I had some dark years after graduate school and I’ve had to work to get to the levels of positivity I experience now. I was lost and afraid that I would not find a profession, and that the one I had invested so much in learning was not going to prosper me. That was a scary and sad time in my life- and I really have to work to keep that time from influencing the life I have now. And one of the things I have to be careful of is choosing models of success that only look successful- but aren't really my model. 

What does that look like? When you start to achieve the small wins, the plans for new growth start to look like more of everything. Like employees, more space, commercial retail, bigger online presence, just to name a few things that apply to business. But we also do this with health, relationships, finances- when you accomplish some of your personal goals, then the other not so personal bigger goals start to show up, right? 

I found this year, it was important to slow down, and be grateful and in the moment with the wins I was currently experiencing. Enjoy that win! And if you aren’t in a win, maybe its a time when you are stopped because something isn’t working- that’s important too. Folks will tell you to just press on and don’t quit, but those months that I stopped this year taught me more than the super manifestation months. Those uncomfortable times helped me have a breakthrough, even if it looks like I’m doing nothing and peacing out. Be in the presence of the goal you accomplished, rather than leaping to more accomplishing…. That just steals from the joy of that win.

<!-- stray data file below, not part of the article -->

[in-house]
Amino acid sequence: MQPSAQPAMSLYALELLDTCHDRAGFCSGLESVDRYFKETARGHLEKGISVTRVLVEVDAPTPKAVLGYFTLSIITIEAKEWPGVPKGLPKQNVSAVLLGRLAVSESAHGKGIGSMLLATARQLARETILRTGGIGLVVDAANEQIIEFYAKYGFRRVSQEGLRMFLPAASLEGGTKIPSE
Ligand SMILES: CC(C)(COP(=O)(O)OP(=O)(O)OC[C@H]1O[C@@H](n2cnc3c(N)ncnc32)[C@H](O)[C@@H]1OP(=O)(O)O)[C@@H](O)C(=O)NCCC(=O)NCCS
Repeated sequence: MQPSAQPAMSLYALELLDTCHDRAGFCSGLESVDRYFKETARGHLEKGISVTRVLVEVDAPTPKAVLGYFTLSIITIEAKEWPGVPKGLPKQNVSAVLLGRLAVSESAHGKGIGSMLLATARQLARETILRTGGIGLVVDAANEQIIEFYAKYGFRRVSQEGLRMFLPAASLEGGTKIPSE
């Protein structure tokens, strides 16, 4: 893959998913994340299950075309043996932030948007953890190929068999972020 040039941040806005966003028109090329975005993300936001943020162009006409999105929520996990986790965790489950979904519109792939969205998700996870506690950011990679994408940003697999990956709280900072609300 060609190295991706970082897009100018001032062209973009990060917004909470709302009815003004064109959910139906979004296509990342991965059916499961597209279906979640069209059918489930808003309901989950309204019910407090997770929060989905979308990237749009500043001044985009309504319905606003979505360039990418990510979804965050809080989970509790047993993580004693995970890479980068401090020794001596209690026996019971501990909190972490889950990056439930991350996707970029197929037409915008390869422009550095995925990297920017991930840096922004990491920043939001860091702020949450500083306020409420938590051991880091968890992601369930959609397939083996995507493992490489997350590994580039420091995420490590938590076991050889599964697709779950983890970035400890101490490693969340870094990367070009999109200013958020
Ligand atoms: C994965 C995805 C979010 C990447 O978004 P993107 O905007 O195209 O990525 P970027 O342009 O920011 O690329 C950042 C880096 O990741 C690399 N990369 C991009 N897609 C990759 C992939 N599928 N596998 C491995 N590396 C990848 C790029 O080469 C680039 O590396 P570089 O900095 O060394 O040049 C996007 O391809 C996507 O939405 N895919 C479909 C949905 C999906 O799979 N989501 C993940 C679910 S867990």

I’m learning to honor each phase of the growth process I’m in. Sometimes, that’s purging and thinking, reflecting on whats working and NOT DOING anything but the important task of reflection. I used to feel a lot of pressure not to stop, but if you don’t let yourself be in each phase, like finishing the dress and wearing it a few times before making the next one, you then don’t get to reap the rewards of the project and apply the lessons from it to your next one. 

thank you for reading!

I hope this post was helpful to all you over achievers like myself! I know it doesn’t quite fit in with the world of sewing, but I truly believe the business lessons that I have learned are life lessons, and like sewing, its another process to integrate into your life. Creativity has seemed to be separated from business because of the perceptions that business is somehow separate, removed, and not creative. But how can that be?!! To build is making, and we build businesses! 

Bring Fashion Design to Your Life!

Bring Fashion Design to Your Life!

8 Lessons Learned from Building a Self Sewn Wardrobe

8 Lessons Learned from Building a Self Sewn Wardrobe